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October 19, 1983 - Image 8

Resource type:
Text
Publication:
The Michigan Daily, 1983-10-19

Disclaimer: Computer generated plain text may have errors. Read more about this.

Kickoff time for the Wolverines
football game against Iowa on
Saturday is 12:25 p.m.

SPORTS

Twenty years ago today, Purdue
beat Michigan in football, 23-12,
dropping the Wolverines' record
to 1-2-1.

The Michigan Daily

Wednesday, October 19, 1983

Page 8

Elusive Cooper overcomes
Fearless- Jnn~ A i rotame

I

By JOHN KERR
When Evan Cooper found out that
along with his duties in the Michigan
secondary he would be returning punts,
he was not really thrilled.
It isn't difficult to understand why.
Returning punts is about as safe as
crossing a highway during rush hour.
"I WATCH GAMES and see guys get-
ting crushed on the returns, so there
was a bit of apprehension," Cooper
said.
Indeed, returning punts was not
something the 6-0, 175-pound senior ex-
pected to do when he came to Michigan
in 1980. His thoughts were more on
breaking up, and intercepting, passes.
Cooper was an all-state defensive back
from Miami and was perfectly molded
to play in the secondary of a Bo Sch-
embechler coached team - small
quick, and tough.
Cooper made an immediate im-
pression. His freshman year he was a
second-string free safety and an in-
tegral part of the "six-back" defense
that completely shut down Purdue and
kept the Wolverines on the road to the
Rose Bowl. In 1981 Cooper started four
games, and last season he became a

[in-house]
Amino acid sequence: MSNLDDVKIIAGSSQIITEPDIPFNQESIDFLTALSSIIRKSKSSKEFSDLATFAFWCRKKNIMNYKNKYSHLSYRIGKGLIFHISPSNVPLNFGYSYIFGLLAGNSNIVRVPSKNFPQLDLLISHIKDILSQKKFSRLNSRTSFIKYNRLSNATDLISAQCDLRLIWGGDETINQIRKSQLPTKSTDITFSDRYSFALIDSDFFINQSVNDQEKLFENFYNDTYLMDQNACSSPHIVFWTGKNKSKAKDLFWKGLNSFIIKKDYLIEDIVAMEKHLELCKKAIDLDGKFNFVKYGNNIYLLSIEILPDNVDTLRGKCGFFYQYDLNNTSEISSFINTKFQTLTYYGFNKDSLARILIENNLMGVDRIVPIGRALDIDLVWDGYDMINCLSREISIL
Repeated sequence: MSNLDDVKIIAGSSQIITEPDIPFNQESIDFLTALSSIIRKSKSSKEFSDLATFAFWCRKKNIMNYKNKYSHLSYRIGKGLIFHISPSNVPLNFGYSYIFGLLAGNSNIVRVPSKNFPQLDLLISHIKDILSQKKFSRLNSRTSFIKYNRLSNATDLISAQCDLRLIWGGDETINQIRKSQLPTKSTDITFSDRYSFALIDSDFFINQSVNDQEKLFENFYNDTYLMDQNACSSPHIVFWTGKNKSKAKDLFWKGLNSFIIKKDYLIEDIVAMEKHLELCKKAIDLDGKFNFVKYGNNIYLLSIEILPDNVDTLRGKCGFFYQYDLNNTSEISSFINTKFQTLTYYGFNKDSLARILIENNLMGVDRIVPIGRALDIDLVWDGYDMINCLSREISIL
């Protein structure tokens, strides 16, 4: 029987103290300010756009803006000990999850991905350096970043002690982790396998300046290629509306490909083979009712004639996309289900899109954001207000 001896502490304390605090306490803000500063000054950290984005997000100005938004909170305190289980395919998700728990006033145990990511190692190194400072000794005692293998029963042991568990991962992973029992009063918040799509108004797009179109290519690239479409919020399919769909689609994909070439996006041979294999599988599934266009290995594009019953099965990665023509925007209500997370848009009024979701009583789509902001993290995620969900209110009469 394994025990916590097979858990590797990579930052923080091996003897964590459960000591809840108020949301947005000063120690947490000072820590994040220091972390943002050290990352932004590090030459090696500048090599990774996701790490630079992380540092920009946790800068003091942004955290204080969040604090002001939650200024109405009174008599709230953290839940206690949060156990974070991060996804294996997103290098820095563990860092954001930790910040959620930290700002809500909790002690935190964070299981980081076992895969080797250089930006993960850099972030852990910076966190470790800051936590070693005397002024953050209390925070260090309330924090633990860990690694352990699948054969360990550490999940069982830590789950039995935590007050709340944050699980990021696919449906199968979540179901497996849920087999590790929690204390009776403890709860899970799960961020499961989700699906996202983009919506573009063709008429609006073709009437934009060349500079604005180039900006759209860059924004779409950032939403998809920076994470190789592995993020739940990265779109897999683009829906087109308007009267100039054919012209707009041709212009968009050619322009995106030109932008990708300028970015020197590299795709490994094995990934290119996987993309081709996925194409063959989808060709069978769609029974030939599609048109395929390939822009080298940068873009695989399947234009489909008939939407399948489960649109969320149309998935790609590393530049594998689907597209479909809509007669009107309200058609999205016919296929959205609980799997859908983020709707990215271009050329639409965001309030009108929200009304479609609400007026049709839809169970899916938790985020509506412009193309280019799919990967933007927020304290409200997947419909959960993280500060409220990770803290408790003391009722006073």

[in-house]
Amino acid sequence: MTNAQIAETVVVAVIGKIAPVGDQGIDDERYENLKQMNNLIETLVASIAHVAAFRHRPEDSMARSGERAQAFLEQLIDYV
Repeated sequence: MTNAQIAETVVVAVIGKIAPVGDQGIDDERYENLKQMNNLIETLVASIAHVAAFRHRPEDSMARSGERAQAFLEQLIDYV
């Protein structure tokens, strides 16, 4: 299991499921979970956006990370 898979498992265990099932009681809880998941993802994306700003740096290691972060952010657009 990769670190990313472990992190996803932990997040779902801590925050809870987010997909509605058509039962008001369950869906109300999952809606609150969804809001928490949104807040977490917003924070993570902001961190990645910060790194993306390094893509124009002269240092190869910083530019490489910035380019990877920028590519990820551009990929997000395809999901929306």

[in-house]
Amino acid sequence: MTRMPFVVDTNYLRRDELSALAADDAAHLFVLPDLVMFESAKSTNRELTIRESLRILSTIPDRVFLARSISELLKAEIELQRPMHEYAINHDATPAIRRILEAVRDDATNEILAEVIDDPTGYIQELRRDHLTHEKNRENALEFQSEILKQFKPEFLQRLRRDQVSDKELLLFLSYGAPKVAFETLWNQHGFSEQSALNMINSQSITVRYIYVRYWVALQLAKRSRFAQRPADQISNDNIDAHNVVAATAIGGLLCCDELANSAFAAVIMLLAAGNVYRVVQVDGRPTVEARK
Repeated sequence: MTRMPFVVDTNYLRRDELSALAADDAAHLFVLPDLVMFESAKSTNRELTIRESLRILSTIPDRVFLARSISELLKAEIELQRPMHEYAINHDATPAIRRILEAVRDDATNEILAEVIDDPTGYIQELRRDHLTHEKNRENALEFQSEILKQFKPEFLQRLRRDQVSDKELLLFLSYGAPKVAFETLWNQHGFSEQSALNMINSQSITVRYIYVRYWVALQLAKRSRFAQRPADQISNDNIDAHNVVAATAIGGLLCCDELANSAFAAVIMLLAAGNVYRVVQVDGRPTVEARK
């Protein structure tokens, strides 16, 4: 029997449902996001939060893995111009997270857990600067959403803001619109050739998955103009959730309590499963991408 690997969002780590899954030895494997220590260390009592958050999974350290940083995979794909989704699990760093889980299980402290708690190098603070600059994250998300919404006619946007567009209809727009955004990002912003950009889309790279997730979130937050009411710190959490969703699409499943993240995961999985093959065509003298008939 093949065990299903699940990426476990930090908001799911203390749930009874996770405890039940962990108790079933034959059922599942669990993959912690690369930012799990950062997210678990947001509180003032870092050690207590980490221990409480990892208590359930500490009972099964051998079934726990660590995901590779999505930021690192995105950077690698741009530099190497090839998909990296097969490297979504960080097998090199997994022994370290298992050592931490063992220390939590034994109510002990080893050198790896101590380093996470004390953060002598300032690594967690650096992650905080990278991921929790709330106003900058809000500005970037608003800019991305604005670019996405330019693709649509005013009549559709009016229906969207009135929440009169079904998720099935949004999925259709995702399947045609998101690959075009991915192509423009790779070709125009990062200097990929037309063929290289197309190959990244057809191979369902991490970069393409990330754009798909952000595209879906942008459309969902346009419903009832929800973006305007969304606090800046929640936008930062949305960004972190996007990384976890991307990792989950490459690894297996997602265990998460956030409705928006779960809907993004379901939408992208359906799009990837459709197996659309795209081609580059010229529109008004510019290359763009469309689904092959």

regular in the defensive backfield,
where he intercepted four passes and
made 32 tackles.
Last year he also began to return
punts.
COOPER BECAME Anthony Car-
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ter's backup on the return team, and
even with his feeling of apprehension
managed to average 9.5 yards on eight
returns. This season, with the ap-
prehension gone, Cooper has proven
that the loss of A.C. didn't mean the loss
of key punt return yardage for the
Wolverines.
After six games, he is the second-
leading punt returner in the Big Ten

r51 Y.3qG3ELVUI'

"it / N Z'tJA/1 &0.

with an average of 12.6 and a long play
of 41 yards. The reason for his fine
statistics, according to Cooper. is con-
fidence not only in his own ability, but
in the ability of his blockers.
Every time a punt floats down toward
Cooper, that confidence is obvious. He
rarely fair catches, even though he says
he has no aversion to doing so, and oc-
casionally tries to return punts that are
bouncing dangerously on the artificial
turf. One of his returns last Saturday
against Northwestern is a perfect
example.
WILDCAT PUNTER John Kidd hit
one from out of his own end zone toward
Cooper who was standing near mid-